Martin Luther
(1483-1546)
Martin Luther (1483-1546)
Biographical Sketch


Martin Luther was born in Eisleben, Germany, the son of Hans Luther, who worked in the copper mines, and his wife Margarethe. He went to school at Magdeburg and Eisenach, and entered the University of Erfurt in 1501, graduating with a BA in 1502 and an MA in 1505. His father wished him to be a lawyer, but Luther was drawn to the study of the Scriptures, and spent three years in the Augustinian monastery at Erfurt. In 1507 he was ordained a priest, and went to the University of Wittenberg, where he lectured on philosophy and the Scriptures, becoming a powerful and influential preacher.

On a mission to Rome in 1510-11 he was appalled by the corruption he found there. Money was greatly needed at the time for the rebuilding of St Peter's, and papal emissaries sought everywhere to raise funds by the sale of indulgences. The system was grossly abused, and Luther's indignation at the shameless traffic, carried on in particular by the Dominican Johann Tetzel, became irrepressible. As professor of biblical exegesis at Wittenberg (1512-46), he began to preach the doctrine of salvation by faith rather than works; and on 31 October 1517 drew up a list of 95 theses on indulgences denying the pope any right to forgive sins, and nailed them on the church door at Wittenberg. Tetzel retreated from Saxony to Frankfurt-an-der-Oder, where he published a set of counter-theses and burnt Luther's. The Wittenberg students retaliated by burning Tetzel's, and in 1518 Luther was joined in his views by Phillipp Melanchthon.

The pope, Leo X, at first took little notice of this disturbance, but in 1518 summoned Luther to Rome to answer for his theses. His university and the elector interfered, and ineffective negotiations were undertaken by Cardinal Cajetan and by Miltitz, envoy of the pope to the Saxon court. The scholar Johann Eck and Luther held a memorable disputation at Leipzig (1519); and Luther began to attack the papal system more boldly. In 1520 he published his famous address An den christlichen Adel deutscher Nation (Address to the Christian Nobility of the German Nation), followed by a treatise De captivitate Babylonica ecclesiae praeludium (A Prelude concerning the Babylonian Captivity of the Church), which also attacked the doctrinal system of the Church of Rome.

A papal bull containing 41 theses was issued against him. He burned it before a multitude of doctors, students, and citizens in Wittenberg. He was excommunicated, and Charles V, Holy Roman Emperor, convened the first Diet at Worms in 1521, before which Luther was called to retract his teachings. Luther refused to relent. An order was issued for the destruction of his books, and he was put under the ban of the Empire. On his return from Worms he was seized, at the instigation of the elector of Saxony, and lodged (for his own protection) in the Wartburg, the elector's fortress. During the year he spent there, he translated the Scriptures and composed his cogent controversial treatise, "Refutation of the Argument of Latomus'.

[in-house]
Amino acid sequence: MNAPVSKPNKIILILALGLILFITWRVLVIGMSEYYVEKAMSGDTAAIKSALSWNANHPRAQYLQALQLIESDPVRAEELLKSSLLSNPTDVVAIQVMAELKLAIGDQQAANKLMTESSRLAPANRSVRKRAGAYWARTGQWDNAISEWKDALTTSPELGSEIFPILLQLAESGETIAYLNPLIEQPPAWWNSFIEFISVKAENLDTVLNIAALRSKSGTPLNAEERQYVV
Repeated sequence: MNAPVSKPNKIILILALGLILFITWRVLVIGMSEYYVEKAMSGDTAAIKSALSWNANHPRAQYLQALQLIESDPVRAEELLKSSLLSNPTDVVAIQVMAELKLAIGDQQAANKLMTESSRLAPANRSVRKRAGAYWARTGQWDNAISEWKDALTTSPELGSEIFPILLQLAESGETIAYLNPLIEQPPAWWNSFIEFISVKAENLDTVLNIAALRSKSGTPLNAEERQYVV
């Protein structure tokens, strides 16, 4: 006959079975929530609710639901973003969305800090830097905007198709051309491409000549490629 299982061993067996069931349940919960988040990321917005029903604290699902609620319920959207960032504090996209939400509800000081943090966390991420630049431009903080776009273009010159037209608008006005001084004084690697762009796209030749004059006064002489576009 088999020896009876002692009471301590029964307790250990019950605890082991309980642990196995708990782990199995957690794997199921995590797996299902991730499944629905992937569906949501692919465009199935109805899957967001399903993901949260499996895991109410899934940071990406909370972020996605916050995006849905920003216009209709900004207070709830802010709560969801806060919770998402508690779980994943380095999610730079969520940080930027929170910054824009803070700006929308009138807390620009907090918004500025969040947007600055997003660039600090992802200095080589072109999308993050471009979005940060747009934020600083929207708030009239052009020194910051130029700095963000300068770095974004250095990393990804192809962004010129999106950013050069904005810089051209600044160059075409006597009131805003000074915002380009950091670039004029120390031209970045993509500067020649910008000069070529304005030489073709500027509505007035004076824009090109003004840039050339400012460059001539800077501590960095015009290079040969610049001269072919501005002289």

Civil unrest called Luther back to Wittenberg in 1522. He rebuked the unruly elements, and made a stand against lawlessness on the one hand, and tyranny on the other. In the same year Luther published his acrimonious reply to Henry VIII's attack on him in Assertio septem sacramentorum adversus Martinum Lutherum (1521) about the nature of the seven sacraments.

A divergence had gradually taken place also between the views of the Humanist scholar Erasmus and Luther. There was an open breach in 1525, when Erasmus published De libero arbitrio (1524, Discourse on Free Will), and Luther followed with De Servo arbitrio (Concerning the Bondage of Will). In the same year he married Katherine von Bora, a nun who had withdrawn from convent life.

In 1529 he engaged with the controversial question of transubstantiation in the famous conference at Marburg with Zwingli and other Swiss theologians; he obstinately maintained his view that Christ is present in the bread and wine of the Eucharist. The drawing up of his theological views in the Augsburg Confession (1530) by Melanchthon, ably representing Luther at the Diet of Augsburg, marks the culmination of the German Reformation.

Luther died in Eisleben, and was buried at Wittenberg, 1546.


Works:

  • That a Christian Assembly or Congregation has the Right and Power to Judge All Teaching and to Call, Appoint, and Dismiss Teachers, Established and Proven by Scripture.
  • The Bondage of the Will.
  • Concerning the Ministry.
  • A Sermon on Christian Love.
  • Two Sermons Upon the Fifth Chapter of Luke.
  • God So Loved the World: Two Sermons on John 3:16-21.

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